Zombieland: Double Tap
The vast majority of sequels are unnecessary, but Zombieland: Double Tap feels particularly so, especially coming out a decade after the original.
“Sarafina!” has been classified PG-13 by the wise people at the MPAA Code and Ratings Administration, who explain the rating in these words: “For scenes of apartheid-driven violence.” What does that mean? That the MPAA believes all violence is not equally objectionable? That ordinary violence might get the R rating, but if it's “driven” by apartheid, well, that's a different matter? The most violent scene in the film shows a group of black schoolchildren pouring gasoline on a black policeman and burning him alive. But the policeman has been revealed as an instrument of apartheid, which apparently means he had it coming to him, and explains the PG-13 instead of the R. There are also scenes of South African soldiers, black and white, shooting school children dead.
Once again, “apartheid-driven,” and therefore PG-13.
The MPAA in its torturous efforts at Political Correctness only mirrors the underlying confusion of this production, which has taken a wonderful musical and turned it into a confused and misleading narrative quagmire. You can still see what made “Sarafina!” great on the stage - the great music, the dancing, the energy, the spirit of the young South Africans who perform it. You can see the luminous work of young Leleti Khumalo, who played the title role onstage and brings the movie to glorious life. But you can also see a misguided attempt to take an inspirational musical and turn it into a half-hearted attempt to deal with the labyrinth of South African politics, by filmmakers who lack a clear idea of what they want to say or how they want to say it.
The movie stars Khumalo as a bright young student who is inspired by her teacher (Whoopi Goldberg) to dream of a better tomorrow. The teacher makes statements in her classroom that sound like common sense to us - but like communism to the South African authorities, circa 1976, who arrest her and take her away. The movie has opened with a sequence of school children burning down part of their own school; now they stage protests that lead to armed intervention, the detention and torture of possible witnesses, and the burning death of the black policeman.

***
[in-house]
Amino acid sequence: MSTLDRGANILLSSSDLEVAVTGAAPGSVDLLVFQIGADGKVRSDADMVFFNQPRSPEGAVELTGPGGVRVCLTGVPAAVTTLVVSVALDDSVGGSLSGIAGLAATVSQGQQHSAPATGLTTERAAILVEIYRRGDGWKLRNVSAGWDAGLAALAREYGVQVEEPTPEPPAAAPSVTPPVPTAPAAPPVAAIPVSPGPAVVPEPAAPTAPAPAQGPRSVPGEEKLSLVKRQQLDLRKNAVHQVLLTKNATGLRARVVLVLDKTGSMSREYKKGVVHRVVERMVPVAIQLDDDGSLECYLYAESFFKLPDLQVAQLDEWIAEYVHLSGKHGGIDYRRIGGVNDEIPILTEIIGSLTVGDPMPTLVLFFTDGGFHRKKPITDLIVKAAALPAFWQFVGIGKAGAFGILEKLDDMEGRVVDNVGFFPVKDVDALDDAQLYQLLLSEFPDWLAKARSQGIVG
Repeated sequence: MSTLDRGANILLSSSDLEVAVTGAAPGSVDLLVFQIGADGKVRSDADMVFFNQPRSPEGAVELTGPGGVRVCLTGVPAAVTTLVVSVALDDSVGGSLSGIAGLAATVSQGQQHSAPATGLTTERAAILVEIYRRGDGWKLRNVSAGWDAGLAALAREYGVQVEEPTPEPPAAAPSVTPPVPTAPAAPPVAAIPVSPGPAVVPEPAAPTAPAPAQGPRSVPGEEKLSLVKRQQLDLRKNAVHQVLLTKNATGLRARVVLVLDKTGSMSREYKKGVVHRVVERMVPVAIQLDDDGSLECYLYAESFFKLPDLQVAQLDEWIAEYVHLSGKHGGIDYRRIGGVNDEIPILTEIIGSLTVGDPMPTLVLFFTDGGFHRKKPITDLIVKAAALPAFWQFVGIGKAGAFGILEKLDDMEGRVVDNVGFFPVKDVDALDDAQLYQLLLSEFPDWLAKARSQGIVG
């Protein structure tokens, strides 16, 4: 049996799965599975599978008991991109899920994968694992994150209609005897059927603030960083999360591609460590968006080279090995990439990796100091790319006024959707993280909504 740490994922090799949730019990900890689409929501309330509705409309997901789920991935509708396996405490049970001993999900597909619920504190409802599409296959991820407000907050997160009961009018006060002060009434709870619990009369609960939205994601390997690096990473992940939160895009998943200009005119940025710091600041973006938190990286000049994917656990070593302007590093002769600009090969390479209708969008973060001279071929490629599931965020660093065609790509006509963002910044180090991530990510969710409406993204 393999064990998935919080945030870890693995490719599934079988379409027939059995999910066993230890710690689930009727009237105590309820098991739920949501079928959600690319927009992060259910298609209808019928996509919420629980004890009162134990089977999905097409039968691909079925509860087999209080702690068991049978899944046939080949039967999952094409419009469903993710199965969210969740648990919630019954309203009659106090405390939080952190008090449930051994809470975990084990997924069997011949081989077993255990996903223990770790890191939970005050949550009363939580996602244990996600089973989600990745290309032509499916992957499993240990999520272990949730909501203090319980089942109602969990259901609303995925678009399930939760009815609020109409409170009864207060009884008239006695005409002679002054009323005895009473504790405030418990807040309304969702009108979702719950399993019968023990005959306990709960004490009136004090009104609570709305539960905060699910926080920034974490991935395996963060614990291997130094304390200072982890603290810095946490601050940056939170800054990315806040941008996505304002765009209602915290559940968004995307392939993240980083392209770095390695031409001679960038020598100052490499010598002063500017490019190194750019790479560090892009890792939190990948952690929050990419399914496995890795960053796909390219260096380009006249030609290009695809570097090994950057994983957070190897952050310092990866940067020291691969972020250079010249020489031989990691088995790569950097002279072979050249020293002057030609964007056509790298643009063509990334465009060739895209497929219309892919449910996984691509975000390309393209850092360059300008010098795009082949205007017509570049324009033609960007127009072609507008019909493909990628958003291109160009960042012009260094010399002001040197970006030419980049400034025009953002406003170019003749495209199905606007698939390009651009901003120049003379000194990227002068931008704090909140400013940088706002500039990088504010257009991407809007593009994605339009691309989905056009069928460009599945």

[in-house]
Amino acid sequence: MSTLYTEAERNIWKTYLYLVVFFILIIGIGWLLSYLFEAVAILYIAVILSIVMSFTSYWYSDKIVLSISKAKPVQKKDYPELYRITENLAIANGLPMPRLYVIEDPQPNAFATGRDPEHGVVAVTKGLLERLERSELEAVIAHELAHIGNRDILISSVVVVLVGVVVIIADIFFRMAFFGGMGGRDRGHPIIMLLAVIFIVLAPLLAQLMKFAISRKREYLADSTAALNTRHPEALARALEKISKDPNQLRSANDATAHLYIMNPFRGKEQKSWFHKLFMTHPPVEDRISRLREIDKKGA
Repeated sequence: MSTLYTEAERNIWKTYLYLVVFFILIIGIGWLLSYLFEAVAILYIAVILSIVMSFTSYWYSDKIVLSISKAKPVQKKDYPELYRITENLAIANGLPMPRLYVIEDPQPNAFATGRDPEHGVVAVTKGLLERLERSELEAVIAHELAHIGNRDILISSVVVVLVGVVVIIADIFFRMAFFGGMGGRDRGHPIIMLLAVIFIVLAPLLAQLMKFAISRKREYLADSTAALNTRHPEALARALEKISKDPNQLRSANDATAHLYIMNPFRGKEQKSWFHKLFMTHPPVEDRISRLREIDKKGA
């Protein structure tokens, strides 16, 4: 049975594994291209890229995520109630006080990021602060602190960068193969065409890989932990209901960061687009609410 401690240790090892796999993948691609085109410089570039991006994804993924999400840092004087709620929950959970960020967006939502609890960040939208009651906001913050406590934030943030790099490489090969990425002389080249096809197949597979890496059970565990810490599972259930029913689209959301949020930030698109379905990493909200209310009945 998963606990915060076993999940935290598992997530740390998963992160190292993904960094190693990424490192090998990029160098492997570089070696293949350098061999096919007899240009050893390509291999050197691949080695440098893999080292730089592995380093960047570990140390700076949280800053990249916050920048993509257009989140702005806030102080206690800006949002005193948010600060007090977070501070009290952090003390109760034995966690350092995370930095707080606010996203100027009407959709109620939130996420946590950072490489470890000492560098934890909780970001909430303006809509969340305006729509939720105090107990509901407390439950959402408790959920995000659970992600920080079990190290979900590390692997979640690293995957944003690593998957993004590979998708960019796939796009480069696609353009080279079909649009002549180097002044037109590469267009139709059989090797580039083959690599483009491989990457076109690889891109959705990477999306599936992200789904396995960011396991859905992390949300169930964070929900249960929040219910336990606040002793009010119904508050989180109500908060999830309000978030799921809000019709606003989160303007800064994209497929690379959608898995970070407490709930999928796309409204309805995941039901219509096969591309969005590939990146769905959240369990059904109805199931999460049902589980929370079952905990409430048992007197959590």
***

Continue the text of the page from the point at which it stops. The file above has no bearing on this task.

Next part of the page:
In a drama, these scenes would have been provided with a context. In this musical, they fit awkwardly between inspiring song and dance numbers.
There is a perfunctory subplot involving Goldberg's lover, who asks her to hide a machinegun, and Goldberg asking Sarafina to hide it again, after the arrest. And then Sarafina herself goes to jail, setting up the movie's most puzzling sequence.
We know that Sarafina's mother works as a domestic for white people in Johannesburg. After Sarafina is released from jail, she goes to visit her mother (Miriam Makeba), and they engage in the movie's key dialogue scene. I know it is the key scene because the whole structure leads up to it and follows from it. But I do not know what it means. It sounds as if Sarafina is apologizing for being radical, and honoring her mother for the patience and courage it takes to be a domestic. Is that really it? I doubt it. I've seen the movie twice, and still don't know.
I questioned the scene after seeing “Sarafina!” at Cannes in May 1992, and was told there should have been a “Six Months Later” subtitle. I didn't see how that would help. I saw the movie again in September 1992, after it had been “re-edited,” only to find that all of the problems remained. Then I encountered Harvey Weinstein, head of Miramax Pictures, at the Toronto Film Festival. He said I had still not yet seen the “real” re-cut version, and that his company and its co-distributor, Hollywood Pictures, have had disagreements about the various versions. Weinstein's version, he promised, would answer my questions--but, alas, it was not the one being released to theaters, and my deadline presented itself.
I doubt whether one version will be any clearer than the other.
The distributors obviously have a problem with the fact that the heroes of their picture commit murder, and the film lacks any clear moral position on the murder. We know the soldiers are wrong to kill the students - but are the students wrong to burn the policeman (who had not killed anybody)? Sarafina was friendly with the dead cop, and there is a chilling moment where she joins the crowd that is burning him, and their eyes meet. What does she think? That it's a shame he had to die? Who knows? And so when she goes to spill out her heart to her mother, she doesn't know what she wants to say, and the confusing dialogue reflects that.
After seeing “Sarafina!” the stage musical I left the theater with a clear idea of what the musical felt, and how I felt about it. The people who made the movie have needlessly complicated the film without adding to its clarity or conviction.
The absurd MPAA rating “explanation” perfectly reflects this spineless vagueness: “Apartheid-driven violence,” indeed. I guess that means if there had never been apartheid in South Africa, there would be no violence in this movie, and indeed no movie. All very well, but morality, I believe, has to stand above political expediency, and murder is murder, no matter who commits it. Others believe that political murders are justified. This movie doesn't know what it believes. “Sarafina!” shows black children committing murder, and lacks either the courage to condemn them for it, or the courage to say it was justified.
Here is a movie that stands up to be counted, and loses count.
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